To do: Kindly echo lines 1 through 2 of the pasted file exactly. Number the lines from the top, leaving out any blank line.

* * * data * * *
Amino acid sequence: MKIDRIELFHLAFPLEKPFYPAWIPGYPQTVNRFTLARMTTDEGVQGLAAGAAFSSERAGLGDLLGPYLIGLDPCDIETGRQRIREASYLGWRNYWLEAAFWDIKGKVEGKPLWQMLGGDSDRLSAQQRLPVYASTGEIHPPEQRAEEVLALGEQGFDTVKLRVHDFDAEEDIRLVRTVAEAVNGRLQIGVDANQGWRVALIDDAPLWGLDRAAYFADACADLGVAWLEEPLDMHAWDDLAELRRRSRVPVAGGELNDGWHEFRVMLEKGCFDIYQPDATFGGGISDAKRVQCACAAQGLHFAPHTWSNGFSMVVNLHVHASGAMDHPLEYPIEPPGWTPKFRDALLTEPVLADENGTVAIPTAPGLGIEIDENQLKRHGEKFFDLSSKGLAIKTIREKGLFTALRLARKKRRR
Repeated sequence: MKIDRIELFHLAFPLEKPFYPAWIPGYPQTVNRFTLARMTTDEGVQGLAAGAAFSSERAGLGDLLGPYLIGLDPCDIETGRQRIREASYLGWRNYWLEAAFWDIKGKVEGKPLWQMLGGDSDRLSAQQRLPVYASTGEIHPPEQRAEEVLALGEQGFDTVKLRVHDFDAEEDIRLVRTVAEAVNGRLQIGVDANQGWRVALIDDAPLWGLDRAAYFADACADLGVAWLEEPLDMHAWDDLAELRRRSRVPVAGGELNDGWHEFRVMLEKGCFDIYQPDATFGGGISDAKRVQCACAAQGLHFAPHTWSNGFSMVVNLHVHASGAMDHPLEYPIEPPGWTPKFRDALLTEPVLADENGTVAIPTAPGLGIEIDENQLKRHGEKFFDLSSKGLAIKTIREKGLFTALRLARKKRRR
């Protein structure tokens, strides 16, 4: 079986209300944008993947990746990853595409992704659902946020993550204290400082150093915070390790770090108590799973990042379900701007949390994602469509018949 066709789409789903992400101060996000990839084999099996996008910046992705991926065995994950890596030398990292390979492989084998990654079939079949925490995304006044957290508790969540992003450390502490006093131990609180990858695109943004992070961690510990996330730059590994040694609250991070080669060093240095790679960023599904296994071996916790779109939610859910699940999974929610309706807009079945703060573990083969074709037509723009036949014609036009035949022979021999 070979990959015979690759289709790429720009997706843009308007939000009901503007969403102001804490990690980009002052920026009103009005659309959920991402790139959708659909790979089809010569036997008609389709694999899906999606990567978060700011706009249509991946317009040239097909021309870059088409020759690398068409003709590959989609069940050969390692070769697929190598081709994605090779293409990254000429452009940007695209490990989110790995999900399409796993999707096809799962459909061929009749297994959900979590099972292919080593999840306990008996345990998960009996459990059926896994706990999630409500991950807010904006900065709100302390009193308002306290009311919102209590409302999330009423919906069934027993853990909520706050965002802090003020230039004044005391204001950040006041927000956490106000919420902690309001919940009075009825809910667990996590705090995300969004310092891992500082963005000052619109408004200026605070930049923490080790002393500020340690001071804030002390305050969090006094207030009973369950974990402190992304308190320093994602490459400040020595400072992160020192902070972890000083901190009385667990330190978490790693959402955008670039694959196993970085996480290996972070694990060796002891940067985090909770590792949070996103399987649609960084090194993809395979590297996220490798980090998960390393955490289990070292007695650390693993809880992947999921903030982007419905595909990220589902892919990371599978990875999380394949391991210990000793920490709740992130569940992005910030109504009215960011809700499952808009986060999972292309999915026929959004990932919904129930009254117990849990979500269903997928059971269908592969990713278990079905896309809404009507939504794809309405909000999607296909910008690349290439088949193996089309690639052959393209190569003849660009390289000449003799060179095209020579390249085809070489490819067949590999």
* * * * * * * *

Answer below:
Amino acid sequence: MKIDRIELFHLAFPLEKPFYPAWIPGYPQTVNRFTLARMTTDEGVQGLAAGAAFSSERAGLGDLLGPYLIGLDPCDIETGRQRIREASYLGWRNYWLEAAFWDIKGKVEGKPLWQMLGGDSDRLSAQQRLPVYASTGEIHPPEQRAEEVLALGEQGFDTVKLRVHDFDAEEDIRLVRTVAEAVNGRLQIGVDANQGWRVALIDDAPLWGLDRAAYFADACADLGVAWLEEPLDMHAWDDLAELRRRSRVPVAGGELNDGWHEFRVMLEKGCFDIYQPDATFGGGISDAKRVQCACAAQGLHFAPHTWSNGFSMVVNLHVHASGAMDHPLEYPIEPPGWTPKFRDALLTEPVLADENGTVAIPTAPGLGIEIDENQLKRHGEKFFDLSSKGLAIKTIREKGLFTALRLARKKRRR
Repeated sequence: MKIDRIELFHLAFPLEKPFYPAWIPGYPQTVNRFTLARMTTDEGVQGLAAGAAFSSERAGLGDLLGPYLIGLDPCDIETGRQRIREASYLGWRNYWLEAAFWDIKGKVEGKPLWQMLGGDSDRLSAQQRLPVYASTGEIHPPEQRAEEVLALGEQGFDTVKLRVHDFDAEEDIRLVRTVAEAVNGRLQIGVDANQGWRVALIDDAPLWGLDRAAYFADACADLGVAWLEEPLDMHAWDDLAELRRRSRVPVAGGELNDGWHEFRVMLEKGCFDIYQPDATFGGGISDAKRVQCACAAQGLHFAPHTWSNGFSMVVNLHVHASGAMDHPLEYPIEPPGWTPKFRDALLTEPVLADENGTVAIPTAPGLGIEIDENQLKRHGEKFFDLSSKGLAIKTIREKGLFTALRLARKKRRR